Eight-year-old Kevin McCallister (Culkin) feels slighted by his large, obnoxious family and throws a temper tantrum on the eve of a vacation trip to Europe. Exiled to his room by his mother (Catherine O'Hara), Kevin fatefully wishes that his family would disappear. The next morning, he awakens to
find himself all alone in the house. Scared at first, he soon proves adept at fending for himself. As his guilt-stricken mom begins an arduous journey back from Europe to rescue her son, Kevin elaborately defends the house against a pair of menacing but comically inept burglars (Daniel Stern and
The first half of HOME ALONE features the sugar-coated sentimentality that can usually be found in a Hughes film, while the second half is full of unanticipated sadism (a close-up of Stern's bare foot slipping slowly down a six-inch nail is the film's most ghastly image). As directed by Chris
Columbus (HEARTBREAK HOTEL), the film's slapstick falls flat and only the pain remains. Yet the film's message seems even more disturbing than its violence. This could be the first comedy--it's certainly the first holiday film--which focuses on child abuse. As Kevin shoots pellets into the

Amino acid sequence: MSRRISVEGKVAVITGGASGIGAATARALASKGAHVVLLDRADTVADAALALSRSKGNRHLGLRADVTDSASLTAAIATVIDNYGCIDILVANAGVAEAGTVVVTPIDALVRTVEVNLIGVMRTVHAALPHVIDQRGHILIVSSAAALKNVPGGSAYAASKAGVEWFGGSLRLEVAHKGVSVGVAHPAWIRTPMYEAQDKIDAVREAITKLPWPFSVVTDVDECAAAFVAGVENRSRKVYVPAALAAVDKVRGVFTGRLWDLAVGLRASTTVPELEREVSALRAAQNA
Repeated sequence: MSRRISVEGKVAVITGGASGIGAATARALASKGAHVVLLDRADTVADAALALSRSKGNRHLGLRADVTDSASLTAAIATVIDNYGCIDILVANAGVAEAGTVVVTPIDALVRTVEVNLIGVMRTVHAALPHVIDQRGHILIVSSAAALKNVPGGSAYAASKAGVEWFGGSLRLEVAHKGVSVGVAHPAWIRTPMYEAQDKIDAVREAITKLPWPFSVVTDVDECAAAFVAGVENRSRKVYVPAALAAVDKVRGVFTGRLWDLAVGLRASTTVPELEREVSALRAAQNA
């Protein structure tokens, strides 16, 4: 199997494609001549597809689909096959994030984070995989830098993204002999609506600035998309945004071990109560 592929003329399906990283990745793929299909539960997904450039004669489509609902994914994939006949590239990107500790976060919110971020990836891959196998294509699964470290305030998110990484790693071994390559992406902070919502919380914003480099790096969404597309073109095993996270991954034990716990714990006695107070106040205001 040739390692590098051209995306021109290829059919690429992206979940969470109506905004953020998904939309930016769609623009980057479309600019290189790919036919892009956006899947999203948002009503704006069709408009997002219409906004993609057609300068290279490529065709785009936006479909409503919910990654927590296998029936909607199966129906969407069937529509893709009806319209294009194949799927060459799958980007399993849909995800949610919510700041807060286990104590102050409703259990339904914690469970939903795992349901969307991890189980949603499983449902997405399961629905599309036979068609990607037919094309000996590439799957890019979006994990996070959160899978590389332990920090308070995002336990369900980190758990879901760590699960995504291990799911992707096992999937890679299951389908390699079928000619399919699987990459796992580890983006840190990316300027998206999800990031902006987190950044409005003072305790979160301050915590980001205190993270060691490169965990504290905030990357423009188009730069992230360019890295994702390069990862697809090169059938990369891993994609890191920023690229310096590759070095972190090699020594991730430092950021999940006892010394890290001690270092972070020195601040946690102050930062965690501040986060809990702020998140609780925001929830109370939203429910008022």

intruders and takes a blowtorch to their heads, he's directing the hostility he feels toward his neglectful parents at these two guys. The only really likable thing about this film is Culkin (UNCLE BUCK, JACOB'S LADDER). He's an uncommonly natural child actor, but even he doesn't always survive
the tiresome gags (the aftershave bit is funny once; three times is tedious). leave a comment
STRAW DOGS Lite. HOME ALONE, a surprisingly violent, paranoid fantasy for kids, became the highest grossing comedy of all time. It also made a star out of a funny-looking kid named Macaulay Culkin.